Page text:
Activision Blizzard became an independent company last night, after it bought back the majority of its shares held by former parent company Vivendi which now, only holds a 12% stake. This is, according to Robert W. Baird & Co analyst Colin Sebastian, a “win-win-win” for all parties involved – despite a decrease in WoW subs.
Speaking in an industry email, Sebastian said this was the best outcome for Activision shareholders, as it leaves the company independent and provides significant EPS accretion for investors.
“We believe this is a more favorable outcome for Activision shareholders than the alternative “special dividend” or sale of Vivendi’s shares to an alternative strategic buyer,” he said. ‘As part of the deal announcement, Activision also pre-announced better-than-expected Q2 revenue.”
Activision announced last night it will buy back 429 million of its shares from Vivendi for $5.83 billion ($13.60/share). Activision Blizzard will fund the acquisition with a combination of $1.2 billion of cash and approximately $4.6 billion of debt.
The firm used an independent company to work the deal with Vivendi.
An investment group led by CEO Bobby Kotick and co-chairman Brian Kelly will purchase 172 million shares from Vivendi for $2.34 billion in cash ($13.60/share), and included in the investor group are Chinese Internet company Tencent, Davis Advisors, Leonard Green, and a “large global institutional investor.”
CEO Bobby Kotick noted on the call to investors today that Tencent doesn’t have a seat on the board nor does it have the right to nominate someone to it – something he also noted back during the firm’s Q1 FY13 investor call.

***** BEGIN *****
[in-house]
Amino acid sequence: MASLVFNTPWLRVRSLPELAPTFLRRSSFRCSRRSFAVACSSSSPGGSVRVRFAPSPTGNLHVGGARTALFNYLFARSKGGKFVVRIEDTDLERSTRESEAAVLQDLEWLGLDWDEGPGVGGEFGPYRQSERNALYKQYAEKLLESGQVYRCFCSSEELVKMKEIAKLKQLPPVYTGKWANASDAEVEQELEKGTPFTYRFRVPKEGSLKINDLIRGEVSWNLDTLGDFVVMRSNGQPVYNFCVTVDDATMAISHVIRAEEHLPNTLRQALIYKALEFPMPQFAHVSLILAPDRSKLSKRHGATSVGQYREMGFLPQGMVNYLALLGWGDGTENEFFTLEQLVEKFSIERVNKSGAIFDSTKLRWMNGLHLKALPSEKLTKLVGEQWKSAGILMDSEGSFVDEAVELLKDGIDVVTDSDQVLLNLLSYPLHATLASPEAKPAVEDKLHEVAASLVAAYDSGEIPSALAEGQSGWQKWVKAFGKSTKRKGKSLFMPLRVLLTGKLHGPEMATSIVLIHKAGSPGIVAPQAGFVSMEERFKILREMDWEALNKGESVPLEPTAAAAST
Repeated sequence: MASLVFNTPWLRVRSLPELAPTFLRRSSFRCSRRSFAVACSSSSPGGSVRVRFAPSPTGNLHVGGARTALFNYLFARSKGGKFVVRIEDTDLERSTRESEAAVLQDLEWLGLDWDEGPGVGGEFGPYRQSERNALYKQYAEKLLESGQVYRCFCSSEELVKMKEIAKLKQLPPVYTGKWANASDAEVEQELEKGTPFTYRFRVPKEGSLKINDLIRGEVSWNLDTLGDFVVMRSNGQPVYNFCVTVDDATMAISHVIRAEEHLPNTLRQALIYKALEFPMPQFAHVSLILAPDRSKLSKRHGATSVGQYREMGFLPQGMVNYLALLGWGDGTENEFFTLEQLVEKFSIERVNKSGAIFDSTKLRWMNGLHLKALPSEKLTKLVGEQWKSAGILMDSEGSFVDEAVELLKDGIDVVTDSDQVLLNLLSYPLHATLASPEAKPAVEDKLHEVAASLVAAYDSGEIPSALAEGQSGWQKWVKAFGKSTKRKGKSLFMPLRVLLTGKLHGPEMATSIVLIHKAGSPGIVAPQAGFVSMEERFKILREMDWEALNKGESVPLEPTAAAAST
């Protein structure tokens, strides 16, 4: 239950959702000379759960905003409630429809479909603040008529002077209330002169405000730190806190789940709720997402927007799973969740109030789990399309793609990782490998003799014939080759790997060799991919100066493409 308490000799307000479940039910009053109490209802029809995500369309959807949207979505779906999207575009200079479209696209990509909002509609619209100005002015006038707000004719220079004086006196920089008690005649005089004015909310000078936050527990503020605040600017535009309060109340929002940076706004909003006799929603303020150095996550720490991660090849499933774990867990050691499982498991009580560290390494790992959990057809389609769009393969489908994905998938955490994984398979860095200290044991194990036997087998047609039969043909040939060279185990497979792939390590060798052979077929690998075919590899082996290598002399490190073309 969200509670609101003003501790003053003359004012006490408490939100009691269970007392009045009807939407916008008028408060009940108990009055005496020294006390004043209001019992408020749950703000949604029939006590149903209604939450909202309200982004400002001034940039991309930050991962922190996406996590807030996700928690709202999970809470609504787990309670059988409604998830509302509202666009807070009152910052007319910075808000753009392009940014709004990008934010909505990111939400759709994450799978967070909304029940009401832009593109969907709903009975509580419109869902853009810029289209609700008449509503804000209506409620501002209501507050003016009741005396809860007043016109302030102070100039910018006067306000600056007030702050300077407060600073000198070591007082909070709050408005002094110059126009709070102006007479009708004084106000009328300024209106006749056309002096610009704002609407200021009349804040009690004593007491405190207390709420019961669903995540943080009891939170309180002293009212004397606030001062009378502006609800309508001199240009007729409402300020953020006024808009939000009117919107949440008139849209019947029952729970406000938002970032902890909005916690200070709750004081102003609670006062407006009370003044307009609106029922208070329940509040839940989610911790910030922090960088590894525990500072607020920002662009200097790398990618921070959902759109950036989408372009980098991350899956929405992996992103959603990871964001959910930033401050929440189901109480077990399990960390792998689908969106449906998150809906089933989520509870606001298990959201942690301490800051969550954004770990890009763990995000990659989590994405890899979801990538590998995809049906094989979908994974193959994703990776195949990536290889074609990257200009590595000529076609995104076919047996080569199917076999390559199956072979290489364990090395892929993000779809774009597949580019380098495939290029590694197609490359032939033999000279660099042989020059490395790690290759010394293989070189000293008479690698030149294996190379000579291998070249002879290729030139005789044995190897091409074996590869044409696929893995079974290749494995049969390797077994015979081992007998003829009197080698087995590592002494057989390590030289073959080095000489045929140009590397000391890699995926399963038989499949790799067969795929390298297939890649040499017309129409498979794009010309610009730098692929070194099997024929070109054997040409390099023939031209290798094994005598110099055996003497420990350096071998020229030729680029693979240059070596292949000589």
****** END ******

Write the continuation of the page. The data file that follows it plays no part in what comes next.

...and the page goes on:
He reiterated the Chinese firm was a “passive investor” and its contribution was the result of the “enthusiasm” it has regarding the Call of Duty Online deal in China.
Q2 fiscal year 2013 preliminary results
Following the completion of the transaction, Activision will be an independent company with the majority of its shares, or 63%, owned by the public. The firm discussed this in a financial briefing to investors this morning.
The firm is expected to announce its Q2 FY13 results next week, August 1. The firm expects revenue of $1.5 billion for the quarter and for the full year expects 4.3 billion in revenue.
Noted in Sebastian’s email was another decline in World of Warcraft subs, which was also briefly mentioned on the investor call.
World of Warcraft ended Q2 with 7.7 million subscribers, numbers which stood at 8.3 million back in May when the firm reported its Q1 financials. The 1.3 million decline was at the time attributed to the Chinese market’s decrease in casual engagement.
Activision didn’t state the reason for the decline on the call this morning, so we expect to hear more why the MMO lost 600,000 players when the financial results are published next week.
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